With 20 new businesses opened in the previous year, 15 net-new businesses added downtown and 80 jobs created, netting 60 new positions, the DDA celebrated a successful year by awarding grants and recognizing those making enhancements.
In addition to awarding local business leaders, DDA Executive Director Liz Hood presented Bartow County Commissioner Clarence Brown with the Good Government Award for his support of local businesses and quality of life.
"Each year we give a Good Government Award, and as we were thinking about who should be the recipient this year, there was one name and one name only that came to our mind," Hood said. "When you think about someone who is a public servant, we think about Clarence because Clarence has donated the past several decades to Bartow County. He and his family have put in many, many hours to make sure that we have the kind of lifestyle and the kind of future that we would like to have and that we would like to see for our children and our grandchildren."
Hood emphasized Brown's accomplishments in the areas of infrastructure, green space, historical preservation and economic development. Humbly accepting the honor, Brown reflected on the transformation seen in Cartersville's downtown during his time in office.
"To receive this award, it's just outstanding. The Downtown Development Authority, Liz Hood and all the people that work to make downtown what it is, they're the ones that should really be getting the award," Brown said. "They have done tremendous work down here reviving downtown. It is one of the most beautiful downtowns in the country."
Businesses recognized for their investments during 2011 included three recipients of the DDA's Golden Nail Award for projects totaling more than $20,000. Accepting those awards were: John and Joanne Cook, of Antonino's Italian Grotto; Kasey Carpenter, of The Sweet Spot; and Jeff Chisholm, of Wall Street Café.
At the close of Thursday's ceremony, John Cook addressed those in attendance expressing his gratitude toward the community and his appreciation for the city. The Cooks were forced to relocate in 2005 following Hurricane Katrina. Coming to the Atlanta area due to business connections, John Cook quickly fell in love with Cartersville after happening upon the town while researching metro Atlanta communities.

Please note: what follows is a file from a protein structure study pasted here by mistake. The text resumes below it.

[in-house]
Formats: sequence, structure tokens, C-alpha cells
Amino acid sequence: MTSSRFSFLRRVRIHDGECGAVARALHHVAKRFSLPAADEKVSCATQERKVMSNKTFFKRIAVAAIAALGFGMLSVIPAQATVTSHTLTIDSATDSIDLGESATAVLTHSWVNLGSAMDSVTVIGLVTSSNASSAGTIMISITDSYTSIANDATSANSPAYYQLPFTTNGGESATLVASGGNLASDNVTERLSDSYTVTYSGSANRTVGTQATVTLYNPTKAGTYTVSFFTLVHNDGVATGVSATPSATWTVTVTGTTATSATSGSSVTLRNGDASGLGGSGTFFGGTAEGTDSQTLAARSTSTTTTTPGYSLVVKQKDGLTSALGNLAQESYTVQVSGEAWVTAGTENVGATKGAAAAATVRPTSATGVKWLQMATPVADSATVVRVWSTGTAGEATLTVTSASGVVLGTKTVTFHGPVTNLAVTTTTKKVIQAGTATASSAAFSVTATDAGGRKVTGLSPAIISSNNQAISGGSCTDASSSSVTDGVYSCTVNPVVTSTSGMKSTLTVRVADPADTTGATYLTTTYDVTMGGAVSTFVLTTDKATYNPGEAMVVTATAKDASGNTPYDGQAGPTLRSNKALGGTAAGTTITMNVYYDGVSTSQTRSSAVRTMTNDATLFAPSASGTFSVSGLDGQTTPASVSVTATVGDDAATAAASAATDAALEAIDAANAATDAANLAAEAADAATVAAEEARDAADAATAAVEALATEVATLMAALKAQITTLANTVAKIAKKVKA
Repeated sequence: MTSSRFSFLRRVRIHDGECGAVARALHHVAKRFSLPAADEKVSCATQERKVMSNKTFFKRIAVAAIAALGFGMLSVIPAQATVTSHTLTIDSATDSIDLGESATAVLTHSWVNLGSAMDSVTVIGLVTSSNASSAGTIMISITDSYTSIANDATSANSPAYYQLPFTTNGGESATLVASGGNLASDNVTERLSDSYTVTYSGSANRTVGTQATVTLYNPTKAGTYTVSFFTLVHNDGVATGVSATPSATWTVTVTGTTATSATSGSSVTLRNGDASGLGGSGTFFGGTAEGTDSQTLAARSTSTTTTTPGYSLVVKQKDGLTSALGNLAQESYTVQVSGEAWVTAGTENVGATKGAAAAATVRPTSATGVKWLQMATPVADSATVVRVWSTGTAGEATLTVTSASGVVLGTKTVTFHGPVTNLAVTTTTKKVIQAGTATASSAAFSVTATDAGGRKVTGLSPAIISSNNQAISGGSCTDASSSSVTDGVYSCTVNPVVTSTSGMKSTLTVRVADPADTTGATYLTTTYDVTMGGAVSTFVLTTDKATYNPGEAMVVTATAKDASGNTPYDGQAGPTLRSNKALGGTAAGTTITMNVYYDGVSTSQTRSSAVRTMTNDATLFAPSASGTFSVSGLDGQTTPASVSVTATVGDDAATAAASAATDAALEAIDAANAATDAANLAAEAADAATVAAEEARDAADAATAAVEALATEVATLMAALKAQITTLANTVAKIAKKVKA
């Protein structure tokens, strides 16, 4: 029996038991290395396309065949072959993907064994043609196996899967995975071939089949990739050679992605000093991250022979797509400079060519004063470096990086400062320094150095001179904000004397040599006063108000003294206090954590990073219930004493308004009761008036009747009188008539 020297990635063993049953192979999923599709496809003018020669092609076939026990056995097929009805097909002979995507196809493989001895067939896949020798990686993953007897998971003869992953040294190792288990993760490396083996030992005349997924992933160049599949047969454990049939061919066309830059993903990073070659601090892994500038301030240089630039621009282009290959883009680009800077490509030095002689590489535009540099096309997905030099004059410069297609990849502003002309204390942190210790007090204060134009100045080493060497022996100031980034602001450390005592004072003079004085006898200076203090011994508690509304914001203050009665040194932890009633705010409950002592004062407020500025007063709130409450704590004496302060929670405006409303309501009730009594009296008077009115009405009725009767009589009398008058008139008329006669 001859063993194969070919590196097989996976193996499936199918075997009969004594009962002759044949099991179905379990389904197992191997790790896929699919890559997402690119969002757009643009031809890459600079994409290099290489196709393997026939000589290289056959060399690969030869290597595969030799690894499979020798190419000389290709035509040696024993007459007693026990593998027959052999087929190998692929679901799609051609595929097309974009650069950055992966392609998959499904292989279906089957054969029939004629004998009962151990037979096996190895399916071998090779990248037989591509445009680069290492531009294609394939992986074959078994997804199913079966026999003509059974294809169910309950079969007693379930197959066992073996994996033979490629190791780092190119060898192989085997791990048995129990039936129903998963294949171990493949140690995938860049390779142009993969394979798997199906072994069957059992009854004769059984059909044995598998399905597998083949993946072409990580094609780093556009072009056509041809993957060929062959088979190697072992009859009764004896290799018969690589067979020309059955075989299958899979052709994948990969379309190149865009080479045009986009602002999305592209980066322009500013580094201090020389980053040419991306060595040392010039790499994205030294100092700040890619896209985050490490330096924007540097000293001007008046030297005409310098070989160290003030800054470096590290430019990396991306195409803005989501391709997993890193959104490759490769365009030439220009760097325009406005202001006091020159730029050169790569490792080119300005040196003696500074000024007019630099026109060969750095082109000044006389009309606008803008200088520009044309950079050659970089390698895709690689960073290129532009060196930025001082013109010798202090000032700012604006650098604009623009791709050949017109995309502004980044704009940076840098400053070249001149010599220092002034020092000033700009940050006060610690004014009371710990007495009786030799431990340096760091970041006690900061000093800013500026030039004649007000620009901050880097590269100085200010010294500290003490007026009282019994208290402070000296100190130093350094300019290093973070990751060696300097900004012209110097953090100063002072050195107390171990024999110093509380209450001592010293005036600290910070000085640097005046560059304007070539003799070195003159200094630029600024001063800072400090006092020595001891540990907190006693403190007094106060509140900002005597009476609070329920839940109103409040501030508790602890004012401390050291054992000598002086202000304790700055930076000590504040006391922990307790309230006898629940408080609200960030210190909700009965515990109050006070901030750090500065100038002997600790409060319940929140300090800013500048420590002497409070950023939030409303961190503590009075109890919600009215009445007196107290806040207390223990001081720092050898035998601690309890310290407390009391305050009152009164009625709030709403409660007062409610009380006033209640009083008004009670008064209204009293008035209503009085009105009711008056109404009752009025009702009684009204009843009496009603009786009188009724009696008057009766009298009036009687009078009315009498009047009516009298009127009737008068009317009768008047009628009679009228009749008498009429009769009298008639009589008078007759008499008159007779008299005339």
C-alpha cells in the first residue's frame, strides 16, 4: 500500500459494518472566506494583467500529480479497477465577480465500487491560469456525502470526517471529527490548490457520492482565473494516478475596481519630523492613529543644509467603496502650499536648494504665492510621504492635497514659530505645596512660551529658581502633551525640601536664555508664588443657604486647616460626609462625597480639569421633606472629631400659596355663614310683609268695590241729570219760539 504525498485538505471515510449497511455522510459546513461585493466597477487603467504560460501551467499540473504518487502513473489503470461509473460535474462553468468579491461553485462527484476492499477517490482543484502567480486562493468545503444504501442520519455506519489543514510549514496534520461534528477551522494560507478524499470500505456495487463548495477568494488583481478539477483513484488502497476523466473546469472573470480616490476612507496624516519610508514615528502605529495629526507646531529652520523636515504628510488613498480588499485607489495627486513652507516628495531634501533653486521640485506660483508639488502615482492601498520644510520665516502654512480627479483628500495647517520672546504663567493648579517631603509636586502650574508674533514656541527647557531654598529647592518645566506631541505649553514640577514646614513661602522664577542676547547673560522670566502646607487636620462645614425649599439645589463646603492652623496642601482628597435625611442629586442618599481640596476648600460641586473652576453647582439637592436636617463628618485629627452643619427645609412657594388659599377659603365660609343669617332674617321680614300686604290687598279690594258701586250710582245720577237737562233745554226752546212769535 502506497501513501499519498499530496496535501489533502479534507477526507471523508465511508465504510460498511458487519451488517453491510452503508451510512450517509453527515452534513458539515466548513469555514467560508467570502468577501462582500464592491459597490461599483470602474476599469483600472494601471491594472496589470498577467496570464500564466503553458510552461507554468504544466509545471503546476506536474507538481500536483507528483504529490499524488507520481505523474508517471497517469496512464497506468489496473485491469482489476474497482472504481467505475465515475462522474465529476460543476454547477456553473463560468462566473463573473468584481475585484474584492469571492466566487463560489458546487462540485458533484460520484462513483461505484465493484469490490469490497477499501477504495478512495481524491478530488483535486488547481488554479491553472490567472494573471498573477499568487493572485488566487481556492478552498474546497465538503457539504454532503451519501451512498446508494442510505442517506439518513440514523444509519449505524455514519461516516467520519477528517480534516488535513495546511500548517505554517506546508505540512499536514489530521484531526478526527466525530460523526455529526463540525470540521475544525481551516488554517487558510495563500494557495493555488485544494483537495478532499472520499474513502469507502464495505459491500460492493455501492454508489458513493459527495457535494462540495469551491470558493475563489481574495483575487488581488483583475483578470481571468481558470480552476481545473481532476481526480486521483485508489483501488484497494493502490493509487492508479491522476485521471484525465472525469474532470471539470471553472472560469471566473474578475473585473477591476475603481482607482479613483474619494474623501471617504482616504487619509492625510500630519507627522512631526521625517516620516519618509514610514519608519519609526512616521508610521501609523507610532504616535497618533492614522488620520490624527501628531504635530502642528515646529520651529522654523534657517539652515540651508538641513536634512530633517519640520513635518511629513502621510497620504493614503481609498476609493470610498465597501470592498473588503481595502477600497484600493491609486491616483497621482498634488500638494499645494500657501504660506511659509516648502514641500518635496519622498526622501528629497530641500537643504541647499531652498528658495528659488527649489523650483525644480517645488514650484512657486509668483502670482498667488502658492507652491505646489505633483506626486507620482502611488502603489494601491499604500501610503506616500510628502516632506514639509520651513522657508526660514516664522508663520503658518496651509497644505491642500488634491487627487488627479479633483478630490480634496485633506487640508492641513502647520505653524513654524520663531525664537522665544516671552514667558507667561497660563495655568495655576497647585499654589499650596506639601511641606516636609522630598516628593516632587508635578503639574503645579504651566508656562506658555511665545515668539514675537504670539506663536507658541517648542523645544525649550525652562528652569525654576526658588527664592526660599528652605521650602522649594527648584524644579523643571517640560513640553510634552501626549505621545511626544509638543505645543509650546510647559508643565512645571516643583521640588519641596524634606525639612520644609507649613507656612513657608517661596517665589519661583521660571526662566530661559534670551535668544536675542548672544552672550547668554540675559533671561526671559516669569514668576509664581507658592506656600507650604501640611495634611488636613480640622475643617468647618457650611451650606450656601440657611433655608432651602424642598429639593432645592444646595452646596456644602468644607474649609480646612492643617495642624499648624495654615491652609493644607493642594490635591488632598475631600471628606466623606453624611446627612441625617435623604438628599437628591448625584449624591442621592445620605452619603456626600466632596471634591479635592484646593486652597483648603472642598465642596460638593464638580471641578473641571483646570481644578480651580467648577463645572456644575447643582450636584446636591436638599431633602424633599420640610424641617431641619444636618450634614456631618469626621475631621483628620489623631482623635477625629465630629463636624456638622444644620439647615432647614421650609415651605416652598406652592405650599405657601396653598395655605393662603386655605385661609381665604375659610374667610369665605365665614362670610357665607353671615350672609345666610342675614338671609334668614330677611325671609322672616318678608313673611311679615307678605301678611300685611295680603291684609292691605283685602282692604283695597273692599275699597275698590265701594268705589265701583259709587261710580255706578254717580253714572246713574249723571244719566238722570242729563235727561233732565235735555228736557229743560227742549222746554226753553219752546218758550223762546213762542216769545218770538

"As soon as we came into the square, we knew this would be our home. What you have done here to capture the essence of such a beautiful town is just beyond words," said John Cook, describing how they soon settled in Cartersville and have since frequented downtown establishments. "We never thought we'd be a part of the downtown community, but when we had the opportunity to purchase Antonino's, it was dream come true.
"I could live 1,000 lifetimes and never thank you enough for allowing us to be a part of this community."
Receiving Enhancement Awards Thursday for renovation and improvement projects less than $20,000 were eight downtown businesses: Advanced Insurance Strategies, Fusion Dance, Evolution, Findley's Butcher Shop, Pinky Toes Nail Salon, Robert Hart State Farm, Trends by Stiles and Write! Downtown.
Nine Cartersville businesses received or were recognized for having received sign and facade grants: Agan's Bakery, Gilreath Building, Jenkins and Bowen Law Firm, Locks Salon, McCoy Law Firm, New York Life, Pinky Toes Nail Salon and Wall Street Café.